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Times journalist tries text messaging in the simulator  (Source: Times)
Drivers who text while driving are more dangerous than those under the influence of alcohol or marijuana

A British study done by the Transport Research Laboratory (TRL) for the British Royal Automobile Club Foundation indicates it's more dangerous to send text messages while driving even when compared to drivers under the influence of alcohol or drugs.

The study showed that drivers who text and drive become more than one third slower than if they were coherent and not texting – this was compared to a person at the DUI limit or under the influence of marijuana.  Text messaging lowered reaction time by 35 percent, while people high on marijuana slowed down 21 percent and those who were drunk slowed down by 12 percent.

On top of those findings, people reading or writing text messages drifted out of their lane more than people who were focused solely on driving.  Texters also had a more difficult maintaining a safe distance from cars around them.

Around half of British drivers between the ages of 18 and 24 text while driving, the RAC Foundation said.  

"When texting, drivers are distracted by taking their hand off the wheel to use their phone, by trying to read small text on the phone display and by thinking about how to write their message," said Dr. Nick Reed, TRL senior human factors researcher.  "This combination of factors resulted in the impairments to reaction time and vehicle control that place the driver at a greater risk than having consumed alcohol to the legal limit for driving."

The British Department for Transport, in response to the increased danger of texting while driving, has increased the ticket for using a cell phone while driving.  In addition to increasing the fine, the agency also has launched an ad campaign to inform drivers how dangerous it is to text and drive.

Most states in the United States do not have laws banning text messaging while driving, but drivers can often times be pulled over if they are seen driving recklessly while using their mobile phone.  The state of California has banned talking on a cell phone without the use of a hands-free device, and a ban on text messaging while driving will likely go into effect in 2009.



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logic leap
By invidious on 9/19/2008 9:30:13 AM , Rating: 1
Slower reaction time think being drunk does not necisarily mean more dangerous than. A large portion of drunk driving accidents, perhaps most, are caused by people either passing out while driving or making poor driving decisions. Neither of which are affected by reaction time.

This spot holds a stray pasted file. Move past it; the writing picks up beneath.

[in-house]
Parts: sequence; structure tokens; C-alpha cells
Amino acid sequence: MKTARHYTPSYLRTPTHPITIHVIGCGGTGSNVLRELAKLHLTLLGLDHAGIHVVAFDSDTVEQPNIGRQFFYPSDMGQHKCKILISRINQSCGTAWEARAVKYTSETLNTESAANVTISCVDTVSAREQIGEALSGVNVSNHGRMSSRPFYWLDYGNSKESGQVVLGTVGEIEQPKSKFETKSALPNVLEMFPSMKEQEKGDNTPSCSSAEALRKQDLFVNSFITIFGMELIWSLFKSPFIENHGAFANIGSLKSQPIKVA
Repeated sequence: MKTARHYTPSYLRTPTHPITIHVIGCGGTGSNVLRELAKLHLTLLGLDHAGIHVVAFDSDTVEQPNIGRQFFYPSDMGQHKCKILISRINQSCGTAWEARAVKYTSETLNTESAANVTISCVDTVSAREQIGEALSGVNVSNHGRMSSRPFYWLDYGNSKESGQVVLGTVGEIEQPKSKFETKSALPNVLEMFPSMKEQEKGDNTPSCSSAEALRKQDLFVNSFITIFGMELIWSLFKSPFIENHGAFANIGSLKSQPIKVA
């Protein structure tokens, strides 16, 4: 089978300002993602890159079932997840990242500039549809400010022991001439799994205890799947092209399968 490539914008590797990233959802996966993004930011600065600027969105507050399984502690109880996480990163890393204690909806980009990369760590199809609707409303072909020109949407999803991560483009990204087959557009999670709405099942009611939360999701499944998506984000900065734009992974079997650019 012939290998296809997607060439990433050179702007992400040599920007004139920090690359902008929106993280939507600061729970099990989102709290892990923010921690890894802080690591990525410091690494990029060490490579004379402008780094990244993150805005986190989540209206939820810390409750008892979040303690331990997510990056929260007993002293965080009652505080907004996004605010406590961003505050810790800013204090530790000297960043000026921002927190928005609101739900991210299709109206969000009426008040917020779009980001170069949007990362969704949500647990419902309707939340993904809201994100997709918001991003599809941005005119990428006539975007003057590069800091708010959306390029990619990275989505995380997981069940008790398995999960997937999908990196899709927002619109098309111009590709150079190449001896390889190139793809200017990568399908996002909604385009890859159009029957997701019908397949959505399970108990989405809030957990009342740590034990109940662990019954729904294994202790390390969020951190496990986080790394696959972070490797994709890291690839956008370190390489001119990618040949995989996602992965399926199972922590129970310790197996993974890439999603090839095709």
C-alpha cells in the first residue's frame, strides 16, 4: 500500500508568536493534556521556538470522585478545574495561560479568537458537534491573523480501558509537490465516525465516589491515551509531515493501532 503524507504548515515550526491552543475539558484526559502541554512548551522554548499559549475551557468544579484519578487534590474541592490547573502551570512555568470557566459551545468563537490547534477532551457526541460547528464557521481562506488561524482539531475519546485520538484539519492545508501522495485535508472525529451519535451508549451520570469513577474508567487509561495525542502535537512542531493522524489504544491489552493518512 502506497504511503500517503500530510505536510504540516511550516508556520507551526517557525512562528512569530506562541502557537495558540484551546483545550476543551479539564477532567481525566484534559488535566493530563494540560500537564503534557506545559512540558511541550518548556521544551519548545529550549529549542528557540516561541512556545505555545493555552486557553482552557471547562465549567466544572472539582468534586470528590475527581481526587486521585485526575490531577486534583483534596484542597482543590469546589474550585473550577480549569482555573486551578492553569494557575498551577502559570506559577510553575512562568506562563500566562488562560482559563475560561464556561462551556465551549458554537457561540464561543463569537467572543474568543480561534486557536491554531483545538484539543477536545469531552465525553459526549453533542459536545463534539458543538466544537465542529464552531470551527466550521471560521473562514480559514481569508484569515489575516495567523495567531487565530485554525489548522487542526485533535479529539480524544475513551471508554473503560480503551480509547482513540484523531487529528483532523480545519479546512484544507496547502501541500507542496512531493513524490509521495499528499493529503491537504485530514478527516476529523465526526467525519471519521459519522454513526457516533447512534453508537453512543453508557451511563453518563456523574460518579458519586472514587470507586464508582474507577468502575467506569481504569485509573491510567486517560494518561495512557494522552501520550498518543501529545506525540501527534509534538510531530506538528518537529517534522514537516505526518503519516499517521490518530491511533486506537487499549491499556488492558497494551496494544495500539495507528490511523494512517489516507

I have texted while driving and I agree with the data from the study, it does impare my driving ability so I try to avoid it. But I dont agree the implication that it is anywhere near as dangerous as driving drunk.

I have never driven drunk but I have certainly been drunk to the point where cant walk straight let alone drive straight. I think I would have to be texting on two phones simultaniously, one in each hand, talking on a hands free and steering with my knee on the wheel to match that kind of imparement.




RE: logic leap
By ShaolinSoccer on 9/19/2008 5:04:02 PM , Rating: 2
Most people are not as agile as you.


RE: logic leap
By radializer on 9/19/2008 5:54:42 PM , Rating: 2
quote:
drivers who text and drive become more than one third slower than if they were coherent and not texting – this was compared to a person at the DUI limit


Missed this part, did you? The study stated that it tested people at the DUI limit ... your description of "being drunk to the point where you couldn't walk straight" probably puts you well above this limit.

A BAC of 0.08 is the limit in most states, which roughly corresponds to 2~3 drinks each with ~ 14ml of alcohol by volume. Significant motor control loss (which is essentially "not being able to walk straight") should, on average, occur only at BAC levels >0.12 - at which point, you would have exceeded the DUI limits in all states. Of course, individual reactions differ but I am assuming that 2~3 drinks would not (on average) make even a 150lb person lose the ability to walk straight.


RE: logic leap
By foolsgambit11 on 9/20/2008 11:01:17 AM , Rating: 2
Notice that the study picked a very specific point - the least drunk you can be and still be driving under the influence. I don't know what that is in Britain, but I'm guessing .08 or .10. Not staggering drunk.


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